…radishes – close up 1..
Far from being a perfect piece and it won’t end up in an exhibition, this was another good exercise in getting rid of “fear”.
….radishes – close up 2…
…radishes – close up 3…
Onto some some more work!!!
Thankfully there is always an end to yesterday. And to whining. Once I got tired of my own whining about this not working and that not good enough(see the previous post), I had the clarity to see that the only way to change what I don’t like in my art, is to work at it.
..Clementines in charcoal on paper, 43X60cm..
So here is what I went for:
- I worked only charcoal and white conté sticks.
- Large format. I will go bigger still, bit for the time being 43x60cm is plenty.
- I put the drawing on my easel and work with the whole arm and not the wrist, standing back often to get distance.
- No details.
- Large and free strokes.
- No erasing.
- No planning ahead, trusting impulse.
- Still worked from life..whatever is around, but no photos.
- No direct copying, put marks and lines as I felt and wanted, whether it is correct or not.
- Stopped early enough, while I still had the urge to continue.
I enjoyed this process todayeven though it still has my typical mark making, I feel happy about it. Will continue experimenting.
The paper is bending on the easel as I didn’t add a big enough support behind it, so the colour and focus are not perfect all over the paper.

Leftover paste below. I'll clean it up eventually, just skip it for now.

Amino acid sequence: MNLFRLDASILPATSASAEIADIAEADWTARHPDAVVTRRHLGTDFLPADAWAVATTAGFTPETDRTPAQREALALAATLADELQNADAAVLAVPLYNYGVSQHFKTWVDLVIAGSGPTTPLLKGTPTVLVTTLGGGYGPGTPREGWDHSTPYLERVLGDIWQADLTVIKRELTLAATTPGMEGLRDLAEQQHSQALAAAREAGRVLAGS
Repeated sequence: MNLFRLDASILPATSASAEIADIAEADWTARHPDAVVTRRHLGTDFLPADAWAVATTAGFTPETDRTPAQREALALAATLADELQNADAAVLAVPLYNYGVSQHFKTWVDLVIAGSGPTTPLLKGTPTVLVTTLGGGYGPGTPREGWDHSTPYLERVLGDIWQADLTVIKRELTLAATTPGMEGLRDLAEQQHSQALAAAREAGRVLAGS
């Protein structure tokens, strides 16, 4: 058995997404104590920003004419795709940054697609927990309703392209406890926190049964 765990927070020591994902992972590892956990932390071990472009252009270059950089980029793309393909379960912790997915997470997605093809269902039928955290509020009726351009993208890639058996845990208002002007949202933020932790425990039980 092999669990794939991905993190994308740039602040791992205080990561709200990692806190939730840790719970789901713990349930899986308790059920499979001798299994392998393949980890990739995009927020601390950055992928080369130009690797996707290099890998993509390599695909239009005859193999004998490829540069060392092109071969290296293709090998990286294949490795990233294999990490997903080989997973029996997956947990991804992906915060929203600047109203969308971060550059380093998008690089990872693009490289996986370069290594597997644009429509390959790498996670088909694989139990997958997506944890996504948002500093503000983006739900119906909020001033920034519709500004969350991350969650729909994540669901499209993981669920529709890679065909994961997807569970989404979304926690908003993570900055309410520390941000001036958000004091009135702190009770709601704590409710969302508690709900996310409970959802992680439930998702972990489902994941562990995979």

Some close ups below to see the marks and smudges.
Close up 1
Some of the close-ups actuall make for nice pieces on their own..so the piece of work can be torn or cut into sections and reworked..maybe collaged as part of another work…?
Close up 2
Close up 3
Close up 4
Stay tuned for loads of work in the next few weeks..and if you feel like joining in..please do so.
I believe in drawing as a basis for all mediums of art. Whether doing aquarelle or oil painting, statues of abstraction..it all comes down to understanding an object/subject and nothing else than good old drawing can get one to that point. Not forgetting doing it on large format. Just my personal opinion. I don’t draw enough. There was a time when I was much better at drawing than I am now. Doing life model drawing saw to that. I have to get back to live drawing sessions with a model. Perfect for drawing skills.
rotring Tikky graphic pen on drawing paper, 21×29.7cm
I actually enjoy doing urns, bowls, jugs…they are a good mixture of simple shapes put together in a complex way…ellipses, round shapes, triangles, rectangles, value shapes, light shapes, depth.. good practice for seeing shapes rather than lines, even though I do like line work.
Charcoal on drawing paper, 29.7×42 cm